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Miss. CATLET.
Agreed.

Mrs. BULKLEY.
And she, who's party's largest, shall proceed.
And first I hope, you'll readily agree
I've all the critics and the wits for me.
They, I am sure, will answer my commands :
Ye candid judging few, hold up your hands;
What, no return? I find too late, I fear,
That modern judges seldom enter here.

Miss CATLEY.
I'm for a different set.-Old men, whose trade is
Still to gallant and dangle with the ladies.

RECITATIVE.
Who mump their passion, and who, grimly smiling;
Still thus address the fair with voice beguiling.

AIR.COTILLON. Turn, my fairest, turn, if ever Strephon caught thy ravish'd eye,

Pity take on your swain so clever,
Who without your aid must die.

Yes, I shall die, hu, hu, hu, hų,
Yes, I must die, ho, ho, ho, ho.

Da Capo.

Mrs. BULKLEY. Let all the old pay homage to your

merit : Give me the

young,

the

gay, the men of spirit, Ye travelled tribe, ye macaroni train Of French friseurs, and nosegays, justly vain, Who take a trip to Paris once a year To dress, and look like awkward Frenchmen here: Lend me your hands.-O fatal news to tell, Their hands are only lent to the Heinelle.

Miss CATLEY. Ay, take your travellers, travellers indeed ? Give me my bonny Scot, that travels from the Tweed

Where are the Cheels? Ah! Ah, I will discern.
The smiling looks of each bewitching bairne.

A bonny young lad is my Jockey.
.

AIR.
I'll sing to amuse you by night and by day,
And be unco merry when you are but gay ;
When you with your bagpipes are ready to play,
My voice shall be ready to carol away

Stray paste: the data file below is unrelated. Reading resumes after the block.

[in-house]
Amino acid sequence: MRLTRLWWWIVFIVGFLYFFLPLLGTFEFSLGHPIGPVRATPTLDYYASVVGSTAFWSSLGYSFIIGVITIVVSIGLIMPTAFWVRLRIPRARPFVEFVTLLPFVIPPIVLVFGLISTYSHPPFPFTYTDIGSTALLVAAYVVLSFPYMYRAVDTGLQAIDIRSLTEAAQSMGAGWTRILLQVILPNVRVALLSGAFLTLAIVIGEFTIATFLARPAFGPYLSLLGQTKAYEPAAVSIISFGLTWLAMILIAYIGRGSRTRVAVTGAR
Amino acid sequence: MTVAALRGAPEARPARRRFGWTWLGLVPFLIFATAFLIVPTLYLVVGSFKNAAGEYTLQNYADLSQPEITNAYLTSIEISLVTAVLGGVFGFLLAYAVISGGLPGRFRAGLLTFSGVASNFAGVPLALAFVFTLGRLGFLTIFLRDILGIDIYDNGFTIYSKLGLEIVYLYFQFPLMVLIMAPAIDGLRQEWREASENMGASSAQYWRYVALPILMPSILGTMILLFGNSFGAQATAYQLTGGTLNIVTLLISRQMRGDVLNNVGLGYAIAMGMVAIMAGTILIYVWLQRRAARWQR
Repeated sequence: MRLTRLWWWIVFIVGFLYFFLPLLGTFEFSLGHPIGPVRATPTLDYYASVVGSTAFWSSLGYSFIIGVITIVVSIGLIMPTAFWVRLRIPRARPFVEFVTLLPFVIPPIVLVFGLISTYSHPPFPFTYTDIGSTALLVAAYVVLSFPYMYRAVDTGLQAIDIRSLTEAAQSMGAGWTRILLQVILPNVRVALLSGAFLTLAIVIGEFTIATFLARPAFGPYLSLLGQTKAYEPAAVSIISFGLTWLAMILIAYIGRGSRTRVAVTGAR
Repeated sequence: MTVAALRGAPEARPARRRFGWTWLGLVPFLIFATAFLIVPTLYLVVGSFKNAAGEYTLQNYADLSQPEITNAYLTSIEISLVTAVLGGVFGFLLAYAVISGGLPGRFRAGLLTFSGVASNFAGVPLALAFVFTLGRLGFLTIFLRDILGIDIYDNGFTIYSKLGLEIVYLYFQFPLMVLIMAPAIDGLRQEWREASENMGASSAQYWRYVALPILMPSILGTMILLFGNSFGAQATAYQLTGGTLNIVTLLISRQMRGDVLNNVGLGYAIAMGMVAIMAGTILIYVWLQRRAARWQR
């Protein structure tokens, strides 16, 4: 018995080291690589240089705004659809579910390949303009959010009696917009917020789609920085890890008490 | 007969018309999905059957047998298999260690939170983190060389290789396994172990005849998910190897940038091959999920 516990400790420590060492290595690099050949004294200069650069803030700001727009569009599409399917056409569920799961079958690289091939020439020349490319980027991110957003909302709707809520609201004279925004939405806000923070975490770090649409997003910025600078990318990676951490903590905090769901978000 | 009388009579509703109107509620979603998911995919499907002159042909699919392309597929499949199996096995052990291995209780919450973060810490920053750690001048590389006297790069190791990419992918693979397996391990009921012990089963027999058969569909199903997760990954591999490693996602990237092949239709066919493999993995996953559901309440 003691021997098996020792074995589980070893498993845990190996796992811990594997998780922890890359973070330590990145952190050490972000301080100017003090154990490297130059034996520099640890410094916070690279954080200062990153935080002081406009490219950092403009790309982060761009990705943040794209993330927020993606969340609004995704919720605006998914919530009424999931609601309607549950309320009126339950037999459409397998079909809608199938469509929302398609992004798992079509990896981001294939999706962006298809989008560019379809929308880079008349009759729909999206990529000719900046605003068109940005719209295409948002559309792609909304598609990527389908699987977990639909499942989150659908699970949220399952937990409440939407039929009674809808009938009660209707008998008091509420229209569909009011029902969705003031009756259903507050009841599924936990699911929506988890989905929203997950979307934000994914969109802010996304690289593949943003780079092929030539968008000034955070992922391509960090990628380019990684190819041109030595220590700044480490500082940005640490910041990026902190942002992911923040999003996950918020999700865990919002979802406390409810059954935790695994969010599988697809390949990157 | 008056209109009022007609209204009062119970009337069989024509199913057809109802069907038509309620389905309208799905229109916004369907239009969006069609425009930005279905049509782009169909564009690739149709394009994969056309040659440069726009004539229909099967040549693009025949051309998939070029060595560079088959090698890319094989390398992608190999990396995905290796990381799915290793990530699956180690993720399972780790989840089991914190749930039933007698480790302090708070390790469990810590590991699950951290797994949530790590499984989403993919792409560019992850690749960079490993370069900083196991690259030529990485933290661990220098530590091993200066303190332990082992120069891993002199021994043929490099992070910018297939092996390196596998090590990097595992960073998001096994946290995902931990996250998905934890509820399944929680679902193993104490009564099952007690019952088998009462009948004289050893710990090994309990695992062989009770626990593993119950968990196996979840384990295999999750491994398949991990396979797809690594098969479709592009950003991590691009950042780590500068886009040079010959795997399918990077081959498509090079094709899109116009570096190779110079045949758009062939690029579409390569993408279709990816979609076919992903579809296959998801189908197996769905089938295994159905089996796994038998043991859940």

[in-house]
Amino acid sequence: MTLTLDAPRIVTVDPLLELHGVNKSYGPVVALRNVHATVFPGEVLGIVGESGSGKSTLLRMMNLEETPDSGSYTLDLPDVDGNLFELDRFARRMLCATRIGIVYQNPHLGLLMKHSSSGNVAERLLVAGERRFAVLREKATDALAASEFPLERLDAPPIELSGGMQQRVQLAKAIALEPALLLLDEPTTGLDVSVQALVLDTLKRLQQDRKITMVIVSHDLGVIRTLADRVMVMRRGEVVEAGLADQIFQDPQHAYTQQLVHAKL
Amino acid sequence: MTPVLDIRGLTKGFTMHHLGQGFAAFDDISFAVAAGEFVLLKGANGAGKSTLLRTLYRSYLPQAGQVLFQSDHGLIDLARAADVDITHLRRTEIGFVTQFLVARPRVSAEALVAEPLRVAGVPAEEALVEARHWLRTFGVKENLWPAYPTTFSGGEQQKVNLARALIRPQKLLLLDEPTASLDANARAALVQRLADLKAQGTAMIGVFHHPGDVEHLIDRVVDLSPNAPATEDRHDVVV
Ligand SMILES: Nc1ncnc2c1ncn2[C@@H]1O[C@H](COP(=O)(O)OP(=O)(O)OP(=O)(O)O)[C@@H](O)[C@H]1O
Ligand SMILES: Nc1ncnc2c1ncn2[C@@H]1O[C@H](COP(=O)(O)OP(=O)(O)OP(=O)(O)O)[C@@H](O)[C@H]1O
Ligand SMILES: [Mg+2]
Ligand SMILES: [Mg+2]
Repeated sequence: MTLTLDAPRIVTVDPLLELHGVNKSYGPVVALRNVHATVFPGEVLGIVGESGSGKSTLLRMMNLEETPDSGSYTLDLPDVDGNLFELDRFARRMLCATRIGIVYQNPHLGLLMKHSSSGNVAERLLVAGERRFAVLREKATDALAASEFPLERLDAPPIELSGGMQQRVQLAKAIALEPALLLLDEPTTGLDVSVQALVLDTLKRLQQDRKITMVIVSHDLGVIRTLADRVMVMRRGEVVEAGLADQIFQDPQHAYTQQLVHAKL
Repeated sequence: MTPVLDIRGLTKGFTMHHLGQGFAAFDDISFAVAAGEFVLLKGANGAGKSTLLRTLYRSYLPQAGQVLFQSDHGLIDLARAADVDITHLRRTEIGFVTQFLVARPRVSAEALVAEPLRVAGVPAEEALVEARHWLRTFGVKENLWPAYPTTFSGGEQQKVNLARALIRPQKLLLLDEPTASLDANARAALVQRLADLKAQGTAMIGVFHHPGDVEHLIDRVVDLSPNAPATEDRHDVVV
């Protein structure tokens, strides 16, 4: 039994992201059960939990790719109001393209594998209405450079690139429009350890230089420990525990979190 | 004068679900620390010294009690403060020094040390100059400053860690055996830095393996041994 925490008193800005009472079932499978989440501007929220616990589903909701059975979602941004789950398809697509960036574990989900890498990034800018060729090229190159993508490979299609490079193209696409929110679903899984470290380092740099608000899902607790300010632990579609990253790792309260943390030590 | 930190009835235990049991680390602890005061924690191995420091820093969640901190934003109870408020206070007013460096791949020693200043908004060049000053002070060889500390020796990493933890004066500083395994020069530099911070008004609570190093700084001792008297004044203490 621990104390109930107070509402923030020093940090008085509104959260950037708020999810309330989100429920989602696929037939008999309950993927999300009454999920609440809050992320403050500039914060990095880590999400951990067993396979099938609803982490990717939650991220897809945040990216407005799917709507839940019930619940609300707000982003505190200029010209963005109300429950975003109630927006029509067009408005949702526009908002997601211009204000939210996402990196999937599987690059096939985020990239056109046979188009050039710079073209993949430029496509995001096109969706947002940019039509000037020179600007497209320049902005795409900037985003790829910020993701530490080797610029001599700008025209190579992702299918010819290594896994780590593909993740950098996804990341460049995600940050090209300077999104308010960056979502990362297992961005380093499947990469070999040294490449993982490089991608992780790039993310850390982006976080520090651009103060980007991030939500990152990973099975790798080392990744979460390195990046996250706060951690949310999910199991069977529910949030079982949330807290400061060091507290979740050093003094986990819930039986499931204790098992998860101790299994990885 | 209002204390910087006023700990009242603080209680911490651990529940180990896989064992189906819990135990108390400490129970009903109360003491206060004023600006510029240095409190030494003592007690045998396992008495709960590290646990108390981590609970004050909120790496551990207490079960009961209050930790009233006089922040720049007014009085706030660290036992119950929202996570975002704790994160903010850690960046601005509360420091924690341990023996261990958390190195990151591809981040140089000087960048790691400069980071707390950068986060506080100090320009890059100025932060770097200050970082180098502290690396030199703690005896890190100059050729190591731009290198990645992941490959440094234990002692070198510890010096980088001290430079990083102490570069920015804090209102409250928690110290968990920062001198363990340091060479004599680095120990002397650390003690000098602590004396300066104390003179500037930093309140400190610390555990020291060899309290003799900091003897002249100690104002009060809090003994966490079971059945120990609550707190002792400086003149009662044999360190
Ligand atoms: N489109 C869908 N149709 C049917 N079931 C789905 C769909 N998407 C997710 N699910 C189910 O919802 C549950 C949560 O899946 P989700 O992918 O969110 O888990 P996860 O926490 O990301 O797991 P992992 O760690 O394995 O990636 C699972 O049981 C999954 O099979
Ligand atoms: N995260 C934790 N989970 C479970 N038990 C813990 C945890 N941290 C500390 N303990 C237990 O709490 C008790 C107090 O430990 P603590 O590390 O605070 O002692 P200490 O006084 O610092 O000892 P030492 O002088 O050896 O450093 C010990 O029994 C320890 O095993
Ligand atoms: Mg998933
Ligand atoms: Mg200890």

With Sandy, and Sawney, and Jockey,
With Sawney, and Jarvie, and Jockey.

Mrs. BULKLEY.
Ye Gamesters, who so eager in pursuit,
Make but of all your fortune one va Toute :
Ye Jockey tribe whose stock of words are few,
" I hold the odds. Done, done, with you,

with

you. Ye Barristers, so fluent with grimace, « My Lord--your Lordship misconceives the case.” Doctors, who cough and answer every misfortuner, « I wish I'd been call'd in a little sooner," Assist my cause with hands and voices hearty, Come end the contest here, and aid my party.

AIR.--BALEINAMONY.

Miss CATLEY.
Ye brave Irish lads, hark away to the crack,
Assist me, I pray, in this woful attack;
For sure I don't wrong you, you seldom are slack,
When the ladies are calling, to blush, and hang back:

For you're always polite and attentive,
Still to amuse us inventive,
And death is your only preventive.
Your hands and your voices for me.

Mrs. BULKLEY.
Well, Madam, what if, after all this sparring,
We both agree, like friends, to end our jarring?

Miss CATLEY.
And that our friendship may remain - unbroken,
What if we leave the Epilogue unspoken?

Mrs. BULKLEY.
Agreed.

Miss CATLEY.
Agreed.

Mrs. BULKLEY.
And now with late repentance,
Un-epilogued the Poet waits his sentence.
Condemn the stubborn fool who can't submit
Te thrive by flattery, though he starves by wit.

[Excunt.

AN EPILOGUE,

INTENDED FOR MRS. BULKLEY:

THERE